const { spawn } = require('node:child_process');
const ls = spawn('ls', ['-lh', '/usr']);

ls.stdout.on('data', (data) => {
console.log(`stdout: ${data}`);

ls.stderr.on('data', (data) => {
console.error(`stderr: ${data}`);

ls.on('close', (code) => {
console.log(`child process exited with code ${code}`);

Bringing this to the extension code, we get something like this:

async getDiffData(): Promise<DiffData> {
  return new Promise((resolve, reject) => {
    const comparisonBranch = this.context.workspaceState.get<string>("comparisonBranch");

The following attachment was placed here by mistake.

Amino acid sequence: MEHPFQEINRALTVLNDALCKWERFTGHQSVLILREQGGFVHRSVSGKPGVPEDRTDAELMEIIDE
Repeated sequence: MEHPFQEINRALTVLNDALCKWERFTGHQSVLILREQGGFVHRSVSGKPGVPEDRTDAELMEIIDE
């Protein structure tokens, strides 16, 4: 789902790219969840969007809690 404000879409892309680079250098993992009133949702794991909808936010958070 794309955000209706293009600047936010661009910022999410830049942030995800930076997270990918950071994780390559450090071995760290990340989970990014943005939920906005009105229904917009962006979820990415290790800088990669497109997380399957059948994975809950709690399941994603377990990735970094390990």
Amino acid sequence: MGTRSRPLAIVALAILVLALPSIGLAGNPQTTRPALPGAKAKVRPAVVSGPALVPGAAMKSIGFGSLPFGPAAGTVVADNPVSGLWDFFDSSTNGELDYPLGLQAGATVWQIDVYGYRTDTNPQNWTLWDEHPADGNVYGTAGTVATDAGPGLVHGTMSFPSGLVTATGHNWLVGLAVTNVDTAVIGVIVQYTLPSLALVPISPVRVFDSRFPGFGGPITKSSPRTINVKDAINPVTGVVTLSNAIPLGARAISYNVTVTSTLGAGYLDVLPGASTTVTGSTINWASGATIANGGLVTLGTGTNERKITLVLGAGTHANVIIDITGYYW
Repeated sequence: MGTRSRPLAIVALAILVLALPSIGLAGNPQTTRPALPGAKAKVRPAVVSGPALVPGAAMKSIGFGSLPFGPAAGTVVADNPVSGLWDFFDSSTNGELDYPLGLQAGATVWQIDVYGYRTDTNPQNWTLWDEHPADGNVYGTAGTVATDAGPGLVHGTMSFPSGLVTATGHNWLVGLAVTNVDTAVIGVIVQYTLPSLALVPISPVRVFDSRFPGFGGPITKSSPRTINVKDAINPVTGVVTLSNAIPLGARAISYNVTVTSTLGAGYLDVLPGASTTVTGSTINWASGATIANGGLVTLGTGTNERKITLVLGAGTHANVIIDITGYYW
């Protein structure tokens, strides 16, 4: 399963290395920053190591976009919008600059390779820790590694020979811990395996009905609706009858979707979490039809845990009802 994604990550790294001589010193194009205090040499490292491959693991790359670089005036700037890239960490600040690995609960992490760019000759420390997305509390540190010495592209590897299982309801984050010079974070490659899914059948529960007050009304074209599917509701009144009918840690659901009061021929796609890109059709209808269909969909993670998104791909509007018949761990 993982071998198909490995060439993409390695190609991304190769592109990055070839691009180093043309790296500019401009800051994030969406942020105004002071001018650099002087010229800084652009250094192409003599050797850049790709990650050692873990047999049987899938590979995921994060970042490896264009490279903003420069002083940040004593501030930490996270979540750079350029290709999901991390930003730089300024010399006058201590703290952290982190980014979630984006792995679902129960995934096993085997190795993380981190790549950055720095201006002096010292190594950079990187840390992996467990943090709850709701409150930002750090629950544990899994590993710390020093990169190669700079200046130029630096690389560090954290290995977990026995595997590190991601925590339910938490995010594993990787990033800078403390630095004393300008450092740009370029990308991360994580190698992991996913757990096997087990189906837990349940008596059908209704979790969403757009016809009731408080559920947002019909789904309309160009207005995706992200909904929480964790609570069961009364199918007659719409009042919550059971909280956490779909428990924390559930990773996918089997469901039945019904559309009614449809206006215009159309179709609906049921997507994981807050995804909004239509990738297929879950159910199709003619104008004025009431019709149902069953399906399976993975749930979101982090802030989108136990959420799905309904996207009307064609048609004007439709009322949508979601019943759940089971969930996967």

if (comparisonBranch === undefined) {
      reject("A comparison branch wasn't defined. Please, define a comparison branch.");

    const gitChildProcess = spawn(
      ["diff", comparisonBranch, "--shortstat", ...this.diffExclusionParameters],
        cwd: vscode.workspace.workspaceFolders![0].uri.fsPath,
        shell: true, // Diff exclusion parameters doesn't work without this

    gitChildProcess.on("error", (err) => reject(err));

    let chunks: Buffer[] = [];
    gitChildProcess.stdout.on("data", (chunk: Buffer) => {

    gitChildProcess.stderr.on("data", (data: Buffer) => {

    gitChildProcess.on("close", () => {
      const processOutput = Buffer.concat(chunks);

By calling this function, we get all we need through the resolved promise: an object containing the changes data or the error we must handle.